Okay - so back to the search. I spent countless hours on Yachtworld searching for Cruising sailboats between 35-40 feet, between 30K-60K and in the Great Lakes region. I would look at a boat, read the "full specs" and then do two things: 1) forward the boat to Allen and 2) research the boat a bit (Sailnet Forum is a great place for info by the way, as is Mahia Expedition's List of Blue Water Boats). I learned a lot about boats doing this - I also learned that there is ALWAYS going to be more to learn. Fun!
Typically, Allen would email me back immediately with his opinion, something like "this boat represents everything that is wrong with Chinese built boats" or "piece of junk". This short and to-the-point information was all I needed to cross boats off the list. After week after week of this, I started learning more and more about "blue water boats" and the different makes of boats that seemed to pop up every time you searched for them. One such builder, Hallberg-Rassy was on every list and so, naturally, I hit Yachtworld and looked for them (and some others who also made frequent appearances).
It was discouraging at first, because all the most reputable builders and designers are also the most expensive (duh) - and pretty much all the HR's I saw were well into the 6 figures - even for a 36 foot boat!! Talk about holding value!! So I kept looking at other boats more in our price range until one day, while sitting in the confines of my office cube, the stars aligned...
I found a 1975 Hallberg-Rassy Rasmus 35 listed on Yachtworld in our price range. I jumped on it and immediately sent it to Scott and Allen. Allen replied simply "Hallberg-Rassy's are world class boats if there's enough space in it for you" and that was enough for me! We were given a green light! I'm pretty sure I found everything on the Internet there is to find about that particular boat - and I knew we had a gem on our hands!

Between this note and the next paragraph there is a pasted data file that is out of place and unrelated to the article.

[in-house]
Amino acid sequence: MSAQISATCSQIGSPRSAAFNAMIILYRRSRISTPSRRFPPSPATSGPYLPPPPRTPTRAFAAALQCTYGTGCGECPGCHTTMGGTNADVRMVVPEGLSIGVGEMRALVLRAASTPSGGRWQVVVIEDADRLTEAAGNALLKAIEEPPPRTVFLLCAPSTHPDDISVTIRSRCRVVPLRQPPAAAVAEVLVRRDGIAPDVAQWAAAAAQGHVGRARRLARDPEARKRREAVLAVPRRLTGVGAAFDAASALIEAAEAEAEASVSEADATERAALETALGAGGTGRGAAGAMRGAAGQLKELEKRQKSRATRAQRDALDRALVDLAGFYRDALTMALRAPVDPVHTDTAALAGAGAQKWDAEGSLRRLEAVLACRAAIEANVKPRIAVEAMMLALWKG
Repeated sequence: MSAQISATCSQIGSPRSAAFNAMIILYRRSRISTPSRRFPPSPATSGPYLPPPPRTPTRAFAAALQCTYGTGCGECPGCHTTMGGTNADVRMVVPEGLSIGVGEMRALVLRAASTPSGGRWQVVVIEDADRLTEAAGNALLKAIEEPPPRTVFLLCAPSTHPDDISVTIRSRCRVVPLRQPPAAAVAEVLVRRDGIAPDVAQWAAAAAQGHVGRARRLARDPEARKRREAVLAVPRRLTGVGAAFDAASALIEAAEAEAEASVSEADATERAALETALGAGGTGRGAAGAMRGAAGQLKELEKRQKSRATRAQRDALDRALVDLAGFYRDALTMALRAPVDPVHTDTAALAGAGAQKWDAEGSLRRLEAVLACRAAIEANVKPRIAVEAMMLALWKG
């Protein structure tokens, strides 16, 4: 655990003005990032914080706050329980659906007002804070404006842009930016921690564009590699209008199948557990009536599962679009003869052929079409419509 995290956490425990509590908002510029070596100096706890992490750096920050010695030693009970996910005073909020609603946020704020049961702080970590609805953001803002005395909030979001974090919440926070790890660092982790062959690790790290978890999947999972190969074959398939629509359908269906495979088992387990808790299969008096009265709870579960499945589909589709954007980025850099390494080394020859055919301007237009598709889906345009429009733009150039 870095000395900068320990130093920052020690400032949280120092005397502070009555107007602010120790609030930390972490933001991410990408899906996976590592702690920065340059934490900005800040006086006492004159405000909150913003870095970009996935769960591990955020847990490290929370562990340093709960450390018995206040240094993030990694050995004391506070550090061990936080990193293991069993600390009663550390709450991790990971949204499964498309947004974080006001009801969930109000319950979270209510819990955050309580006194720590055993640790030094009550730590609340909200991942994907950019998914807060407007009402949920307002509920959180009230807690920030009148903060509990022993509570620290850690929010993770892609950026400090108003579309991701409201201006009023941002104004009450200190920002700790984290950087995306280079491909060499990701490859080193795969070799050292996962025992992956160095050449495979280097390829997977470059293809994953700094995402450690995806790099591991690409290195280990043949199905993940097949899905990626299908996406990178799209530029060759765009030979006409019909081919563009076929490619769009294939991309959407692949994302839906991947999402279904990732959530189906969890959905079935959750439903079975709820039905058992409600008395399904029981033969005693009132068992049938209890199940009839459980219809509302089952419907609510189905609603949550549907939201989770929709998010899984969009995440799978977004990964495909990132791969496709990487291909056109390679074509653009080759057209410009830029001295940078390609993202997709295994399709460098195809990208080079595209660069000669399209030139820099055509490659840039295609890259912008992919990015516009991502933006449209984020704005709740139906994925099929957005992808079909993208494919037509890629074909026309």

The Universe was working for us - because I found that boat just before Mother's day 2009 and Scott and I were heading up to Northern Michigan to see his mom for her 60th birthday which was the same weekend. As serendipity would have it - the boat was located in Elk Rapids which was a mere 30 minutes from Scott's mom's place! So we made an appointment to see it the day before Mother's day. Fate? Perhaps.
Now, the first rule of thumb when buying a boat is to NEVER, EVER fall in love with a boat. This is because "falling in love" can lead you to make stupid, rash decisions with your heart rather than your head (and we all know that, don't we?). So I don't think we fell in love per-say, but we were REALLY attracted to her! Her lines were beautiful, she was impeccably maintained, and just a beautiful boat overall. We knew. While she might not be the one - she certainly could be.
Which leaves us where we are now. We have come to an agreement on price (whoo hoo!!) and are now onto phase II of this boat-buying journey which is a three part saga: 1) booking a marine survey (sort of like an inspection before you buy a home) 2) booking an engine survey (this is a-typical, but because the engine and boat are 35 years old we want to make sure everything is in ship shape!) and finally 3) a sea trial where we will get to sail her.
Sigh. It's a good, albeit surreal, feeling knowing we are *this* much closer to making this happen. There is so much more I want to tell you about the boat, what we plan to do and more specifics, but since this is not a "done deal" I don't want to get too ahead of myself! So, that's all for now and we'll keep you posted along the way!
Brittany (and Scott)